Mention that the windowing policy may vary widely, e.g. fixed window size or adaptive window based on some measure of change event significance.
  • Simple change
    Composite change
    Only the changed artefacts
    Change front CF0
    a point in time when ReComp initiates the re-computation loop
    Only the newest references – transitive closure of wDF on the set of all derivations of artefact D.v.
    The open system – users can introduce execs with non-recent versions.
    More changes
    Change front CF1
    Includes all change artefacts – keeps the system open.
    Prioritisation within impact analysis may cause that not all past execs are recomputed.
    Windowing, windowing policy


    Explain that P may depend on many other components but C and CF include only the changed ones.
    Also, mention that CF includes the references to only the newest version of the dependencies and includes all of them –> it is important because various executions may depend on earlier versions, not necessarily the immediate predecessor. Also, the user can introduce executions which depend on versions well before the last CF.
    Mention that the windowing policy may vary widely, e.g. fixed window size or adaptive window based on some measure of change event significance.
  • Simple change
    Composite change
    Only the changed artefacts
    Change front CF0
    Only the newest references – transitive closure of wDF on the set of all derivations of artefact D.v.
    The open system – users can introduce execs with non-recent versions.
    More changes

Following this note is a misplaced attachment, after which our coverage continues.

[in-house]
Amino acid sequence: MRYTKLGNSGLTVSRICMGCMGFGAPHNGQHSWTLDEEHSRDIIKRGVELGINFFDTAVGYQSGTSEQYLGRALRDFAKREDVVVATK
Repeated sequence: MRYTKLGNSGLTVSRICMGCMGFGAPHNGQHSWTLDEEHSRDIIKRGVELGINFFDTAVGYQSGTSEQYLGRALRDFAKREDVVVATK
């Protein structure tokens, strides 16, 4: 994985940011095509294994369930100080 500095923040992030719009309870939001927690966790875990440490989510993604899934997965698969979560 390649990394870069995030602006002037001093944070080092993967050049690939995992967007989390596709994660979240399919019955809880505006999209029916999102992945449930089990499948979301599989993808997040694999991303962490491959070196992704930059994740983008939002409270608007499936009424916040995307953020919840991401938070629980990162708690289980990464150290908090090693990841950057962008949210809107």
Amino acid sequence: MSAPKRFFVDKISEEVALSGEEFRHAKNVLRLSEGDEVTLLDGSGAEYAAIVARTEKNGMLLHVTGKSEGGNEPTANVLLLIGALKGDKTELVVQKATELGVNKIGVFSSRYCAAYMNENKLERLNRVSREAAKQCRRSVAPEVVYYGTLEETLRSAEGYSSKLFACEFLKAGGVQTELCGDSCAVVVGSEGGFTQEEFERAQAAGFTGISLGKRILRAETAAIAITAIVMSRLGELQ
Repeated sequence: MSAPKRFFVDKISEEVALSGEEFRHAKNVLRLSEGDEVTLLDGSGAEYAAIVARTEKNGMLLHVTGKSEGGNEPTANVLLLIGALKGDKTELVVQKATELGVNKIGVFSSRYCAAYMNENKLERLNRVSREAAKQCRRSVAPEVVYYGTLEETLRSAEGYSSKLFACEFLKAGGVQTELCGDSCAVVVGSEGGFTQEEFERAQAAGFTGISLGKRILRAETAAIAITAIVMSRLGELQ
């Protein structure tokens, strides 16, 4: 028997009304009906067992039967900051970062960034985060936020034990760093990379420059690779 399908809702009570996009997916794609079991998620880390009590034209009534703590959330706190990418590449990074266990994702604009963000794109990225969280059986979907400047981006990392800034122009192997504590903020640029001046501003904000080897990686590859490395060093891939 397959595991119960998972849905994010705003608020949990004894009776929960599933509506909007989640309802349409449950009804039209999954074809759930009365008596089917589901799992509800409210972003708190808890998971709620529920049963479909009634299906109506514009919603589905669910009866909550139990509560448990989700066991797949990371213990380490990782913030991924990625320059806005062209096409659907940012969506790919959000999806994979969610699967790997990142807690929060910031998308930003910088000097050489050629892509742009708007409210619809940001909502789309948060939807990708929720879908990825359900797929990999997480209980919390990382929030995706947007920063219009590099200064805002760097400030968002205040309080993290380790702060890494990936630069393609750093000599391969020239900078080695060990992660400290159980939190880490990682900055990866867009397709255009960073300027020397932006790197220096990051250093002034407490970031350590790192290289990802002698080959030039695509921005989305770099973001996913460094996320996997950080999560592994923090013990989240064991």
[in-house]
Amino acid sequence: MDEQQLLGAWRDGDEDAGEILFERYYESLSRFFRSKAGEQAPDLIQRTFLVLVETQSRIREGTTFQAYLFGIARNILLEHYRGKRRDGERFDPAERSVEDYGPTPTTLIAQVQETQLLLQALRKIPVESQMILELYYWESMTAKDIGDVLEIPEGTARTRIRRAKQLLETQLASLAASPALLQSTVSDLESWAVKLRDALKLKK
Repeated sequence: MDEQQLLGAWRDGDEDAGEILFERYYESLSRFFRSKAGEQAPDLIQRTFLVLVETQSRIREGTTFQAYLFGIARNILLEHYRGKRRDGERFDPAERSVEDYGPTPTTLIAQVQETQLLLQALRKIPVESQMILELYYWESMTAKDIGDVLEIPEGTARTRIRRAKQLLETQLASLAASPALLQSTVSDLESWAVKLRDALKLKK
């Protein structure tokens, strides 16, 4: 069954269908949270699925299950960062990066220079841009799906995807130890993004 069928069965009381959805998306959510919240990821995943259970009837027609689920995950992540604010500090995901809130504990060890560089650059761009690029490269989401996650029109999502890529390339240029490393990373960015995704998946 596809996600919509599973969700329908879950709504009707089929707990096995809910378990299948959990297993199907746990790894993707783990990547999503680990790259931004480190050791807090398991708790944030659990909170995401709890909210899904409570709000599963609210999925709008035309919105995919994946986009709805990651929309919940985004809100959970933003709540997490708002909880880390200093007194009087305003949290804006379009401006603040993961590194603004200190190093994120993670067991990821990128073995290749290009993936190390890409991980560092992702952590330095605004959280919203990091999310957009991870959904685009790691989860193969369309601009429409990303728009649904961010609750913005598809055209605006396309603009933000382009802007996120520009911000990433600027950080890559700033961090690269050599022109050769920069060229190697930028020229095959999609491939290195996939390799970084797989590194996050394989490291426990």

Change front CF1
    Includes all change artefacts – keeps the system open.
    Prioritisation within impact analysis may cause that not all past execs are recomputed.
    Windowing, windowing policy


    Explain that P may depend on many other components but C and CF include only the changed ones.
    Also, mention that CF includes the references to only the newest version of the dependencies and includes all of them –> it is important because various executions may depend on earlier versions, not necessarily the immediate predecessor. Also, the user can introduce executions which depend on versions well before the last CF.
    Mention that the windowing policy may vary widely, e.g. fixed window size or adaptive window based on some measure of change event significance.
  • The last Unless there is the top-level coordination process specified already.
  • A few simplifications:
    All execs depend on all show artefacts {a & b}.
    There may be a whole set of execs not on the front, which depend on other elements/artefacts.

    Re-execution of E0 but not E1 (as explained in the paper) may be due to the scope of changes in ‘a’ by which E1 may not be affected by a2–>a1 and so not refreshed.
    Execs on the front are such that they are not an informant to any other informed exec.
  • A few simplifications:
    All execs depend on all show artefacts {a & b}.
    There may be a whole set of execs not on the front, which depend on other elements/artefacts.

    Re-execution of E0 but not E1 (as explained in the paper) may be due to the scope of changes in ‘a’ by which E1 may not be affected by a2–>a1 and so not refreshed.